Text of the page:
Qur’an and Arabic Language

I personally believe (and Shaheed Mutahhari concurs with me on this), that the most important thing you’ll do in this life, is to learn Qur’anic Arabic. If only for the simple reason that it will open doors into islamic knowledge that you’d never imagined existed.

Second, whoever tells you Arabic language belongs to the Arabs, has no clue about Arabic or Arabs. The Arabic language is a qur’anic language, for all humanity. If it wasn’t for the Qur’an, there would be no Arabic language, or it would be on the same level as Arapaho or Yuchi…

”The United Nations Educational, Scientific and Cultural Organization (UNESCO) estimates that more than 115 languages have disappeared from the United States since the time of European colonization, and 53 of those languages have become extinct since the middle of the 20th century. Much of this decline in Native American languages can be attributed to boarding schools that punished the young students for speaking their native tongues. Endangered languages in the United States include Arapaho, which has fewer than 1,000 native speakers, all living in Wyoming, and the Yuchi language of Oklahoma, which may have as few as five speakers left [sources: Native Languages of the AmericasUNESCO].”

ie on the verge of extinction. It’s the Qur’an that revived the language from one of the Bedouin to a global force to be reckoned with. Also, it’s the Arabs that belong to Arabic, not the other way round, since Egyptians, or Phonecians, or North-africans, or Iraqis, and any other country outside the Hijaz and Yemen regions (true arabs), all adopted the language after they adopted Islam as a religion and the Qur’an as their book of religious guidance. Therefore arabic belongs to all those who have let Islam into their hearts and minds, and have since become to be known as arabs.

That’s why I get especially disappointed with my Iranian brothers/sisters, who don’t speak fluent arabic, especially considering the amount of arabic words that already occupy the farsi vocabulary…in any case, there will come a day where you won’t be able to differentiate between iraqi/iranian/lebanese (on a hikmah (wisdom) level, before you nationalists vomit anything), but that won’t happen if arabic is not adopted by every person considering himself a true believer to be part of identity…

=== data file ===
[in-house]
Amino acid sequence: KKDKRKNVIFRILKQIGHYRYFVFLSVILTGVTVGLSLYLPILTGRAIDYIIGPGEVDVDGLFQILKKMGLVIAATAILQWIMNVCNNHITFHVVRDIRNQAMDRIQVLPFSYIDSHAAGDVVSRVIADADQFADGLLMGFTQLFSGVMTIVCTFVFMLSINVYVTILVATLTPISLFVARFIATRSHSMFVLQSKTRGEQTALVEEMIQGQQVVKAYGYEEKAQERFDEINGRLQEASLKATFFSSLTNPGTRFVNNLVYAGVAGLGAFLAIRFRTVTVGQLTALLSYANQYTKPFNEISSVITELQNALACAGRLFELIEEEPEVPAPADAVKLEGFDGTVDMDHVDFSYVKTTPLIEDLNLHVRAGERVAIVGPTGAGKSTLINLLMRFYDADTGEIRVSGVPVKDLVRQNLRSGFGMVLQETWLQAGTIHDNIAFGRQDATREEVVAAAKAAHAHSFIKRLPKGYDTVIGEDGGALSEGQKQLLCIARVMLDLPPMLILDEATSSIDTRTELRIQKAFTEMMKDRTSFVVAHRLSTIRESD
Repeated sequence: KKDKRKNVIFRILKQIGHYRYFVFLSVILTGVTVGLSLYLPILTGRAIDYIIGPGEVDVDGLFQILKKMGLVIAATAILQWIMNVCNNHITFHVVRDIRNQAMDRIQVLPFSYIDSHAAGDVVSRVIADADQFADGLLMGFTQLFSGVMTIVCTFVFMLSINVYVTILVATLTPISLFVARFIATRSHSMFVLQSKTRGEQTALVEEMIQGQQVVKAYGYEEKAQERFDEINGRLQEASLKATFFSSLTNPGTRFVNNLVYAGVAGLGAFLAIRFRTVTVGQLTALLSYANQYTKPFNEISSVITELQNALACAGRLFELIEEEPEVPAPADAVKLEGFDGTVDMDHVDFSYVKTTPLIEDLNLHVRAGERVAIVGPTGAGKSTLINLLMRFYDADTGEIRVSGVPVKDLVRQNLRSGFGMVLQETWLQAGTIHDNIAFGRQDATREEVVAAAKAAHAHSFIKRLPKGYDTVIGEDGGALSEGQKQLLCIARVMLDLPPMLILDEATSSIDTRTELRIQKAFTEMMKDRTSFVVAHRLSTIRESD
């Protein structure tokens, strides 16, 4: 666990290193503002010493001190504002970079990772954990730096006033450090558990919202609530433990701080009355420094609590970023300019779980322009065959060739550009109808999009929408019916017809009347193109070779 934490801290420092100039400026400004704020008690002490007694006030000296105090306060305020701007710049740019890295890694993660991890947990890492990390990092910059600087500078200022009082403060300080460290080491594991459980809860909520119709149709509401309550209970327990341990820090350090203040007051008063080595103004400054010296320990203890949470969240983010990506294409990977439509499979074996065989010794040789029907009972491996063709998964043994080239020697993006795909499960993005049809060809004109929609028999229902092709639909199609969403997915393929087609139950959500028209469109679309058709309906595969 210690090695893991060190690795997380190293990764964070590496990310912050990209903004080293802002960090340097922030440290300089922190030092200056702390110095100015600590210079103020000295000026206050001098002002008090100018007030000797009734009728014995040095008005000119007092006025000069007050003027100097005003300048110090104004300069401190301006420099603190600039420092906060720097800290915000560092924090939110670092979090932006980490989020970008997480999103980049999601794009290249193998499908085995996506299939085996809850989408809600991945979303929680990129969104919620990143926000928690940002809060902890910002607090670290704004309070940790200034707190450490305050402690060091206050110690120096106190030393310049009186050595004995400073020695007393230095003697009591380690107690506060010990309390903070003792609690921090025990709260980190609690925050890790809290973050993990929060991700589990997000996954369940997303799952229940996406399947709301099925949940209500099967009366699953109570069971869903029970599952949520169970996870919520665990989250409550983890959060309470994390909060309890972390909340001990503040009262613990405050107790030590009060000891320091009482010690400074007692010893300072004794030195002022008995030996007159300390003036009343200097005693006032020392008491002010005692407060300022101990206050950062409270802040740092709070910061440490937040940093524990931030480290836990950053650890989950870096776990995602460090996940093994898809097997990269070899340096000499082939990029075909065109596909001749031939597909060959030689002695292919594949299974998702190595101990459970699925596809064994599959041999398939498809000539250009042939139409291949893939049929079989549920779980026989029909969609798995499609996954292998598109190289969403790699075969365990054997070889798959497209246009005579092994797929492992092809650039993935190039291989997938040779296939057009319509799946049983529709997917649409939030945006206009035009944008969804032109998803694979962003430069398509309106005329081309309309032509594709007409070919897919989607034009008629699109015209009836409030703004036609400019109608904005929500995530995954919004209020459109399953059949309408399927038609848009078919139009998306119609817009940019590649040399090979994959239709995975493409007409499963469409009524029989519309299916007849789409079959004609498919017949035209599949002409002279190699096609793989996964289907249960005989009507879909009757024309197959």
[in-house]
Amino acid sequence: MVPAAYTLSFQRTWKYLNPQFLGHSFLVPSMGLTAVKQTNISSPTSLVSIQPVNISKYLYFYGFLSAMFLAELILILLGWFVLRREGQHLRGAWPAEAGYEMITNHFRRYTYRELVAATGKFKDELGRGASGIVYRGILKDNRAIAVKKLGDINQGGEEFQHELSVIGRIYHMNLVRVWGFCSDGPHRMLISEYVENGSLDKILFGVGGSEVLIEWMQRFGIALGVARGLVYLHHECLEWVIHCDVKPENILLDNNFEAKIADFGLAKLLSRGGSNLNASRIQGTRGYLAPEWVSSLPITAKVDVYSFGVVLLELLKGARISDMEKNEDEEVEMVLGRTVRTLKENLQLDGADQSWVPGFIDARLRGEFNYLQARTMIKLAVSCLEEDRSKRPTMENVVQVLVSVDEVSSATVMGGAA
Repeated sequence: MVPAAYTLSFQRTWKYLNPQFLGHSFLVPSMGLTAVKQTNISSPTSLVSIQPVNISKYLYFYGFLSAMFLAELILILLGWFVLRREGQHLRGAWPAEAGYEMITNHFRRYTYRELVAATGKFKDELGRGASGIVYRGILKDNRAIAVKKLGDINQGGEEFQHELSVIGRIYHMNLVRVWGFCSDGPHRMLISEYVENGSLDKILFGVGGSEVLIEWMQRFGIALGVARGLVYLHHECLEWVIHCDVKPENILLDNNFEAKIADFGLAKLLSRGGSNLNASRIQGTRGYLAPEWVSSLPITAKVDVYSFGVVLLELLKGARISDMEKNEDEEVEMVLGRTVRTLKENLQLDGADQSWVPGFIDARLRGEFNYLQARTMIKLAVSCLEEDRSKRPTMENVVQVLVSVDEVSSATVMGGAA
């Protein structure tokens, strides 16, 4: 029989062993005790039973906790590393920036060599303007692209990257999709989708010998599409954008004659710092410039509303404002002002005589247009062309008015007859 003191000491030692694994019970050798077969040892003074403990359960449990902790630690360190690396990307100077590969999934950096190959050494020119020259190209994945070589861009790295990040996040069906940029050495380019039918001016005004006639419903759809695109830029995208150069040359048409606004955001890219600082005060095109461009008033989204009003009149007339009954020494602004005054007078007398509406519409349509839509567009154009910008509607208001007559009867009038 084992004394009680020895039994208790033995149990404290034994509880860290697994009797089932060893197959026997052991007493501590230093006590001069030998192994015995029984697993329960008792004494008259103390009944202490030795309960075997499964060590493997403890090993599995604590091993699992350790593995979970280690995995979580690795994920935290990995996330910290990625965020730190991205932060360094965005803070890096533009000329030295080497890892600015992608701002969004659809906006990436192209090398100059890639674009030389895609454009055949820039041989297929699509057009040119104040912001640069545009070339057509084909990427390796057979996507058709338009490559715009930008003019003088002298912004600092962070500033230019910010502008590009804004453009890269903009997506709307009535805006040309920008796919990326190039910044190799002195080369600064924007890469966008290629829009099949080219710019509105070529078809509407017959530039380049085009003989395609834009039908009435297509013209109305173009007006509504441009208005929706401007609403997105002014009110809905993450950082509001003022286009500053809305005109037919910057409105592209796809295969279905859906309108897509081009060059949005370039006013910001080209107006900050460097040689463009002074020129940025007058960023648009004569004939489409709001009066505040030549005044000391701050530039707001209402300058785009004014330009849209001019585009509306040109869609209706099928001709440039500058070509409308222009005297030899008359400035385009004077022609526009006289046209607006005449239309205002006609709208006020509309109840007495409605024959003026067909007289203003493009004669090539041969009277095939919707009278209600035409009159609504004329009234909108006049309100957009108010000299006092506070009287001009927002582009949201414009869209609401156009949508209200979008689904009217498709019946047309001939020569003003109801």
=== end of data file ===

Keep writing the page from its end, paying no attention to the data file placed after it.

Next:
And just as an aside, the fact that ‘Arabic Qur’an’ is repeated 7 times in the Qur’an (one of those instances the Qur’an is called ‘Hukm’ – decisive/definitive etc), could be taken as evidence of its importance (since 7 is considered a metaphysically important number).

As an example, take

yetedebberoon – يَتَدَبَّرون

and

yeddebero – يَدَّبروا
Both words mean to contemplate/ponder, but the first spelling is complete, with each letter and accent spelled out, and the second spelling is a sort of ‘short-hand’ version of the first.

The first is found twice: in Sura ‘Al Nissa: verse 82; and Sura ‘Muhammad’ (pbuh): verse 24;
and only comes folowed by the word Qur’an.

The second is found twice: in Sura ‘Al Mu’minoon’ verse 68; and Sura ‘Ssad’ verse 29;
and is only followed by the words ‘Al Qawl’ (speech), or ‘Ayaat’ (verses).

So, you see the amazing usage of the different word spellings align perfectly to the two methods of contemplation, when addressing us all to ponder the Quran as A WHOLE, using the first complete elongated spelling, and to ponder each verse INDIVIDUALLY by using the shorter spelling of the same word.

والحمد لله رب العالمين

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